Nevertheless, ADONAI invites sinners to seek. Isaiah 55:6 says: Seek the LORD while He may be found; call on Him while He is near. Jeremiah 29:13 tells us: You will seek Me and find Me, when you search for Me with all your heart. God declares in Amos 5:4, “Seek Me that you may live.” Messiah declares: Seek first His Kingdom and His righteousness (Matthew 6:33) and, Seek and you will find (Matthew 7:7). Consequently, being sought by God, Zacchaeus was seeking.1226

Zacchaeus had heard of Jesus but apparently had never seen Him. The Great Mokhe wanted to see who Jesus was (LK 19:3). The imperfect verb tense implies he was continually making an effort to see Messiah.Why? Curiosity? Probably. Conscience? Surely. Desire for freedom from guilt? Possibly. But more than anything, the reality that he was eventually saved points to the fact that the Ruach HaKodesh had begun a work in the heart of this tortured soul to draw him to Christ. Zakkai didn't seek God on his own initiative, but the Spirit moved his heart. In response, he made an effort to see Yeshua.

Zakkai was an outcast, a hated man, a man whose hands were filled with money he had taken at the expense of poor people. He was a man with tremendous guilt. Yet instead of running and hiding, he desperately wanted to see Jesus. To do this, he overcame a number of obstacles. One was the crowd. Because he was short he could not see over the crowd (Lk 19:4a) because the residents of Jericho were already lining the streets. Add to that his small stature and the little man probably carefully avoided crowds. A short man would have a problem in a crowd to begin with. But a short man who was the Great Mokhes risked getting a well-placed elbow in the jaw, or even a heavy boot on the foot.

But on this day, Zacchaeus was not concerned with such things. He was not even concerned about his dignity. He was so determined to see the Galilean Rabbi that he ran ahead and climbed a sycamore-fig tree to see him, since Jesus was coming that way (Luke 19:4b). The sycamore-fig tree was a short, fat tree with spreading branches. A little person could scamper up the trunk, get out on a limb, and hang over the road. And that was what Zakkai did. The tree offered him a perfect seat for the parade. It was not a dignified place for a man of such a high position (no pun intended), but that was not important to him on this day. Zacchaeus only wanted to see Yeshua.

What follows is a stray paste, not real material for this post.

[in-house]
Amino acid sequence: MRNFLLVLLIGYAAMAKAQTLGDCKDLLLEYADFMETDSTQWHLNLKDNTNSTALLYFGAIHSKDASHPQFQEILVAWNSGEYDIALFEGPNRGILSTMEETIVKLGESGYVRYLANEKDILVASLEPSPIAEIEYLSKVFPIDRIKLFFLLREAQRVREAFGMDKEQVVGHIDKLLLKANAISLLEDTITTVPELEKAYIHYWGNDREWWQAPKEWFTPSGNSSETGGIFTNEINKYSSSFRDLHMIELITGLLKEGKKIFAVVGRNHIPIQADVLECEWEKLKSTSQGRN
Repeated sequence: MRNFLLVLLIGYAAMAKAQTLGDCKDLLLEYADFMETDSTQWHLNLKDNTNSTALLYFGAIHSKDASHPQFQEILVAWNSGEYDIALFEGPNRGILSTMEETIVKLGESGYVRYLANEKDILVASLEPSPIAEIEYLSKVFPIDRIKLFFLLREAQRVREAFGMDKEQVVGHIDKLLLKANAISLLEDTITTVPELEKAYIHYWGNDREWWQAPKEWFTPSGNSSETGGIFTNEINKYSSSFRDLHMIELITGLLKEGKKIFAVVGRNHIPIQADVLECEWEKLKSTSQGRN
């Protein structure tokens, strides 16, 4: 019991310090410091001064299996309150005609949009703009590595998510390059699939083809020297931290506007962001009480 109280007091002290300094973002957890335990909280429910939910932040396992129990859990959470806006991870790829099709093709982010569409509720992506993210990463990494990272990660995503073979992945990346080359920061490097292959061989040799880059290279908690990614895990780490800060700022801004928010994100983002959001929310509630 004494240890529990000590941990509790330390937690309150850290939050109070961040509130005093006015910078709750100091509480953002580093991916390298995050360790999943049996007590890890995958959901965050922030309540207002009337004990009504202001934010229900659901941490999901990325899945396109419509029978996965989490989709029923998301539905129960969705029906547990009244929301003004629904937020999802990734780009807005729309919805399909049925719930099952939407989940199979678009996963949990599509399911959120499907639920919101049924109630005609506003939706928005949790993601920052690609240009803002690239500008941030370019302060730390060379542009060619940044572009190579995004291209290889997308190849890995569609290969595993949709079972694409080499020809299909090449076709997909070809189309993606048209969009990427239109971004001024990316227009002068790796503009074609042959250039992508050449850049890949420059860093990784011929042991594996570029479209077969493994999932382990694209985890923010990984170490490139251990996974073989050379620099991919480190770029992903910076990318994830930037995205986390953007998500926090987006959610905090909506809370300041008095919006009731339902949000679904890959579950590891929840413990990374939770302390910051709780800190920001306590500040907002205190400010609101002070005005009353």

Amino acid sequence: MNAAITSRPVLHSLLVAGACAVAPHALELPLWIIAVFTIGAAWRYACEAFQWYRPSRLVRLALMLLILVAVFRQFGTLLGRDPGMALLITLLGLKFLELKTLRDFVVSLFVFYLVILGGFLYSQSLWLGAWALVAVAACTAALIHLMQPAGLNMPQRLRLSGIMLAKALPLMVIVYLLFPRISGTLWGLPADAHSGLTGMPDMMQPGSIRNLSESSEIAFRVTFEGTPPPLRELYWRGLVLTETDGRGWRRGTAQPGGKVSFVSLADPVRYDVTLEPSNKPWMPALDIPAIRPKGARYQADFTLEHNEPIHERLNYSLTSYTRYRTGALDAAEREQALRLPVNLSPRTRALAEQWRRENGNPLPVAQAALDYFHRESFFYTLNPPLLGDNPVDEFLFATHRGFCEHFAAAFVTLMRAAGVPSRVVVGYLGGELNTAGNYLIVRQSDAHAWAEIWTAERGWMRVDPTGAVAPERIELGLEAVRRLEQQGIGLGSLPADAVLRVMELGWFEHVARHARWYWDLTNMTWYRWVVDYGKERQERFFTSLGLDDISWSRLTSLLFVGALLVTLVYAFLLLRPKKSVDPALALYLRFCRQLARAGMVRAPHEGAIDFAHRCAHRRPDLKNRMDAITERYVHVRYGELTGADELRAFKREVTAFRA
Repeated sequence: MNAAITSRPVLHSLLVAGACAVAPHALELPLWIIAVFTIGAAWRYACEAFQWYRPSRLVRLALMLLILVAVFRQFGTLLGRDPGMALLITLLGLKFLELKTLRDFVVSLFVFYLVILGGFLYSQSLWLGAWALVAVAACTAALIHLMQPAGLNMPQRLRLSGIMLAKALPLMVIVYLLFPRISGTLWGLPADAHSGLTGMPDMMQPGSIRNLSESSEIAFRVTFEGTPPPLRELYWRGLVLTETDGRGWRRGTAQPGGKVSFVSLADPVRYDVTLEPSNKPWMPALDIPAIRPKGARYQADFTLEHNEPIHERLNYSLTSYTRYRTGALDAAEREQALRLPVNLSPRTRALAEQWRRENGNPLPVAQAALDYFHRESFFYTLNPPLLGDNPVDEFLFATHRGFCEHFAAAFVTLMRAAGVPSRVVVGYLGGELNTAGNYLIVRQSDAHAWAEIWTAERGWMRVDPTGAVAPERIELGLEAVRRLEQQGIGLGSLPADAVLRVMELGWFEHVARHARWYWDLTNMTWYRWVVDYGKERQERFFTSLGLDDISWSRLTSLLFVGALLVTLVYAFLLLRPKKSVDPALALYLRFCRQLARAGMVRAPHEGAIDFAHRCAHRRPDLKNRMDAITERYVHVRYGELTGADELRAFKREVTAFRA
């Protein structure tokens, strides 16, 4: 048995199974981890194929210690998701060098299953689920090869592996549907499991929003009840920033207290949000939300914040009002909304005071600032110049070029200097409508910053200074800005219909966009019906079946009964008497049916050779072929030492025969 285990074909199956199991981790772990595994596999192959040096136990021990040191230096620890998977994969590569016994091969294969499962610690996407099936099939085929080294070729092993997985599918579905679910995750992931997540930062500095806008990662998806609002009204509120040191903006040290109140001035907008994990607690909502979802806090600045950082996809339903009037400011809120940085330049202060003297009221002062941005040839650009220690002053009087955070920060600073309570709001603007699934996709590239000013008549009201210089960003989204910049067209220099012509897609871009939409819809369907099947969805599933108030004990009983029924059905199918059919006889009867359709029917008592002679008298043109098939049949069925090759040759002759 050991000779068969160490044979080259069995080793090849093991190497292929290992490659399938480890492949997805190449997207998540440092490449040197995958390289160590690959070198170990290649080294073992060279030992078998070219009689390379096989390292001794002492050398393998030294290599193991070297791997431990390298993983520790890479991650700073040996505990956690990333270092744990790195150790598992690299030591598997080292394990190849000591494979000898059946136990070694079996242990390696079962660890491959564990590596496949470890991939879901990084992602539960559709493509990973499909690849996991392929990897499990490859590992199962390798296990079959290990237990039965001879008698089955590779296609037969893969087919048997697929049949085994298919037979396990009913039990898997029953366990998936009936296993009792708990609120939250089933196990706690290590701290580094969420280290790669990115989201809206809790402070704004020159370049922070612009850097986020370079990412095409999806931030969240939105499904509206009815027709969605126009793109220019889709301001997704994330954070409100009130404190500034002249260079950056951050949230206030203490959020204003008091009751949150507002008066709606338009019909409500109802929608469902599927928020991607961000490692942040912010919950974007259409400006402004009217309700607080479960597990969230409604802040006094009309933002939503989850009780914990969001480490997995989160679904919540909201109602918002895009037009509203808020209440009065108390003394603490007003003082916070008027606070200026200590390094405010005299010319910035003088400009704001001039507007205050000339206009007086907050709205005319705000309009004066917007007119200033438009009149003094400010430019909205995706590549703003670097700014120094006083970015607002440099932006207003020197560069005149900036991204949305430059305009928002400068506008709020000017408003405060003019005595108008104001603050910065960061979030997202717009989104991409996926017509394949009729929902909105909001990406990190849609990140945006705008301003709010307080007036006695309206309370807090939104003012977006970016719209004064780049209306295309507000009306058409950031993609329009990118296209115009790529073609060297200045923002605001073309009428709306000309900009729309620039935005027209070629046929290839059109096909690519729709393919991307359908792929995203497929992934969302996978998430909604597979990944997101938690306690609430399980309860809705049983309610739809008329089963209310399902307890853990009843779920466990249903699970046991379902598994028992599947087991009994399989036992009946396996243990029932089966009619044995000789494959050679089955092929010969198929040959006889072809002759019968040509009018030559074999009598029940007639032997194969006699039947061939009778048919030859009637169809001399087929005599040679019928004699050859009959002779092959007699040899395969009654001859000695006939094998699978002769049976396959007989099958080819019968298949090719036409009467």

What happened next must have staggered Zacchaeus. Although Christ had never met him before, when Jesus reached the spot, He looked up and said to him: Zacchaeus, come down immediately. We don’t know how Yeshua knew Zakkai’s name. Maybe people in the crowd pointed him out. Maybe Yeshua knew it through His omniscience. Clearly, however, the Lord had a divinely ordained appointment with the little man, for when He said: I must stay at your house today (Luke 19:5), it was a command, not a request. Zacchaeus’ heart was prepared according to a divine timetable.

Zakkai wanted to see the Prophet of Nazareth, but he had no idea Messiah wanted to see him. So Zacchaeus came down at once and welcomed Christ gladly (Luke 19:6). One might think that such a despicable sinner would be distressed to hear the perfect, sinless Son of God say: I must stay at your house today, but he was glad. His heart was prepared.

The reaction of the crowd was predictable. Both the religious elite and the common people looked down on Zacchaeus. When all the people saw this they began to mutter, “This Nazarene has gone to be the guest of a sinner” (Luke 19:7). They believed, as we have seen, that to go into the house of an outcast was to make oneself unclean. To eat with someone like Zakkai was the worst possible defilement. They placed no value on Zacchaeus’ soul and had no concern for his spiritual welfare. Their self-righteous eyes could only see his sin. They could not understand and would not see in their blind pride that the Savior of sinners had come to seek and save the lost, and they condemned Jesus for it. But in doing so, they also condemned themselves.

We are never told what happened at the house of Zakkai. The bible does not tell us what he served for dinner, or how long Jesus stayed, or what they talked about. Nor do we know what the Chief Shepherd said to bring Zacchaeus to salvation. The method is never the point. But we can be confident that Yeshua confronted Zakkai with his sin. The little man undoubtedly already knew what a great sinner he was. Surely Christ revealed to Zacchaeus who He really was – God in the human flesh. But whatever He said, Zakkai responded.